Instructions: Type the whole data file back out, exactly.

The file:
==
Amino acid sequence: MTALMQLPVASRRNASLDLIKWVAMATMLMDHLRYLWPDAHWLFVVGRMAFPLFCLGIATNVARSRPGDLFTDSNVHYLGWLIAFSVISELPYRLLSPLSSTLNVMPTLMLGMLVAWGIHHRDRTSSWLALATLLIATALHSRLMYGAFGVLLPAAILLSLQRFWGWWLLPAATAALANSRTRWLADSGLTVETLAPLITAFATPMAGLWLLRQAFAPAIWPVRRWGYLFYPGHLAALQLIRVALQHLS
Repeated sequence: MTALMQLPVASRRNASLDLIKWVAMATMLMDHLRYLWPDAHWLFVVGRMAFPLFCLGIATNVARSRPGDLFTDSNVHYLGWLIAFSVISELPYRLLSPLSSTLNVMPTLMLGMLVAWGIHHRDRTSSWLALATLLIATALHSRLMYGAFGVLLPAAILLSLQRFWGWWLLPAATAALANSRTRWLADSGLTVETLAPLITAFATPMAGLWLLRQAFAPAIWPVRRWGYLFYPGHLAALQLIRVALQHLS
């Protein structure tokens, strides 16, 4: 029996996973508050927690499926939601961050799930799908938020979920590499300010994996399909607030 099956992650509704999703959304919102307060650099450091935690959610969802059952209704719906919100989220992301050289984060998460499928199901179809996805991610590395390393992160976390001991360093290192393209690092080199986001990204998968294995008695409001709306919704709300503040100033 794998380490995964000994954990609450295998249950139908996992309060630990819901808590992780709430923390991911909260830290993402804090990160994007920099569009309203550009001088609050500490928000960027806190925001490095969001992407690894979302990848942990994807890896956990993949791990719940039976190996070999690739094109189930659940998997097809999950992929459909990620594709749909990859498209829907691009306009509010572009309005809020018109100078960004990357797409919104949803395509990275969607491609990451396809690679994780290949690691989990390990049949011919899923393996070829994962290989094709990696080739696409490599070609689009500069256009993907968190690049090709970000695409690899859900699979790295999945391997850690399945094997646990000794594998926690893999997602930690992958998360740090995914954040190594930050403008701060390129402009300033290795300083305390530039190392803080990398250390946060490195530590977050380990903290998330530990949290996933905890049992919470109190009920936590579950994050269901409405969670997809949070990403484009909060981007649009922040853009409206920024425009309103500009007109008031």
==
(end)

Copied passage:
Amino acid sequence: MTALMQLPVASRRNASLDLIKWVAMATMLMDHLRYLWPDAHWLFVVGRMAFPLFCLGIATNVARSRPGDLFTDSNVHYLGWLIAFSVISELPYRLLSPLSSTLNVMPTLMLGMLVAWGIHHRDRTSSWLALATLLIATALHSRLMYGAFGVLLPAAILLSLQRFWGWWLLPAATAALANSRTRWLADSGLTVETLAPLITAFATPMAGLWLLRQAFAPAIWPVRRWGYLFYPGHLAALQLIRVALQHLS
Repeated sequence: MTALMQLPVASRRNASLDLIKWVAMATMLMDHLRYLWPDAHWLFVVGRMAFPLFCLGIATNVARSRPGDLFTDSNVHYLGWLIAFSVISELPYRLLSPLSSTLNVMPTLMLGMLVAWGIHHRDRTSSWLALATLLIATALHSRLMYGAFGVLLPAAILLSLQRFWGWWLLPAATAALANSRTRWLADSGLTVETLAPLITAFATPMAGLWLLRQAFAPAIWPVRRWGYLFYPGHLAALQLIRVALQHLS
């Protein structure tokens, strides 16, 4: 029996996973508050927690499926939601961050799930799908938020979920590499300010994996399909607030 099956992650509704999703959304919102307060650099450091935690959610969802059952209704719906919100989220992301050289984060998460499928199901179809996805991610590395390393992160976390001991360093290192393209690092080199986001990204998968294995008695409001709306919704709300503040100033 794998380490995964000994954990609450295998249950139908996992309060630990819901808590992780709430923390991911909260830290993402804090990160994007920099569009309203550009001088609050500490928000960027806190925001490095969001992407690894979302990848942990994807890896956990993949791990719940039976190996070999690739094109189930659940998997097809999950992929459909990620594709749909990859498209829907691009306009509010572009309005809020018109100078960004990357797409919104949803395509990275969607491609990451396809690679994780290949690691989990390990049949011919899923393996070829994962290989094709990696080739696409490599070609689009500069256009993907968190690049090709970000695409690899859900699979790295999945391997850690399945094997646990000794594998926690893999997602930690992958998360740090995914954040190594930050403008701060390129402009300033290795300083305390530039190392803080990398250390946060490195530590977050380990903290998330530990949290996933905890049992919470109190009920936590579950994050269901409405969670997809949070990403484009909060981007649009922040853009409206920024425009309103500009007109008031």